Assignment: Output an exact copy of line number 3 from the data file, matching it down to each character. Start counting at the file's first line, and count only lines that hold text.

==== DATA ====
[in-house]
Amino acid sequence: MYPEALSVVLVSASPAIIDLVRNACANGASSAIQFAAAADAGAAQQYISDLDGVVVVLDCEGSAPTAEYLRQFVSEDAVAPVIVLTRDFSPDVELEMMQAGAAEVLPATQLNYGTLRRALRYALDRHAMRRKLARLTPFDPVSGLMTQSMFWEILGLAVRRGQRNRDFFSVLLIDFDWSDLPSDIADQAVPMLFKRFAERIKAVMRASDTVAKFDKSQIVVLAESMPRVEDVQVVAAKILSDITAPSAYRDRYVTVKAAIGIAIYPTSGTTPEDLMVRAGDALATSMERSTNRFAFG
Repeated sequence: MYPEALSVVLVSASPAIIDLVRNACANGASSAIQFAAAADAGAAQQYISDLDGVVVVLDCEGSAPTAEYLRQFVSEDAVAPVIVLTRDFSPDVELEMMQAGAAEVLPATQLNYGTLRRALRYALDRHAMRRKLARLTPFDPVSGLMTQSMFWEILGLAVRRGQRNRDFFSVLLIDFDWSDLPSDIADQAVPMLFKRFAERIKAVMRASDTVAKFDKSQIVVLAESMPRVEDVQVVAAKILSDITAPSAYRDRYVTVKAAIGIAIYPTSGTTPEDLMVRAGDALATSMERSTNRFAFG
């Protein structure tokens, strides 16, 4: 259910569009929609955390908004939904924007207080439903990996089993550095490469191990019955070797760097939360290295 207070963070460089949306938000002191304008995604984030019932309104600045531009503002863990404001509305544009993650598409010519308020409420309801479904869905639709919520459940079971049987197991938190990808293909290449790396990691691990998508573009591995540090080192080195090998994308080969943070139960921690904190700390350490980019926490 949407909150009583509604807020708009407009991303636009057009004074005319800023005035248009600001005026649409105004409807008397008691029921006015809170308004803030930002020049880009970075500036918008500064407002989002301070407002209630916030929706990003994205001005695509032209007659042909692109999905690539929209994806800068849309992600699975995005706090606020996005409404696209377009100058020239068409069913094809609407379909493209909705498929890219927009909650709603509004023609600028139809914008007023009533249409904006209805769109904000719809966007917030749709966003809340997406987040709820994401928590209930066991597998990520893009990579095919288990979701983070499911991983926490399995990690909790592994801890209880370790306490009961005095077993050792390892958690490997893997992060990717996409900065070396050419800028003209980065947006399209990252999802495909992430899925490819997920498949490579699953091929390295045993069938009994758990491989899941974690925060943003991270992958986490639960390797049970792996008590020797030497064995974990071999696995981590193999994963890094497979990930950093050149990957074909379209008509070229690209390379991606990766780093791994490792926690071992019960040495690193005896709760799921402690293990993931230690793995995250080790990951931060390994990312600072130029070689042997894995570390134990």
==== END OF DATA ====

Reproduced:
Repeated sequence: MYPEALSVVLVSASPAIIDLVRNACANGASSAIQFAAAADAGAAQQYISDLDGVVVVLDCEGSAPTAEYLRQFVSEDAVAPVIVLTRDFSPDVELEMMQAGAAEVLPATQLNYGTLRRALRYALDRHAMRRKLARLTPFDPVSGLMTQSMFWEILGLAVRRGQRNRDFFSVLLIDFDWSDLPSDIADQAVPMLFKRFAERIKAVMRASDTVAKFDKSQIVVLAESMPRVEDVQVVAAKILSDITAPSAYRDRYVTVKAAIGIAIYPTSGTTPEDLMVRAGDALATSMERSTNRFAFG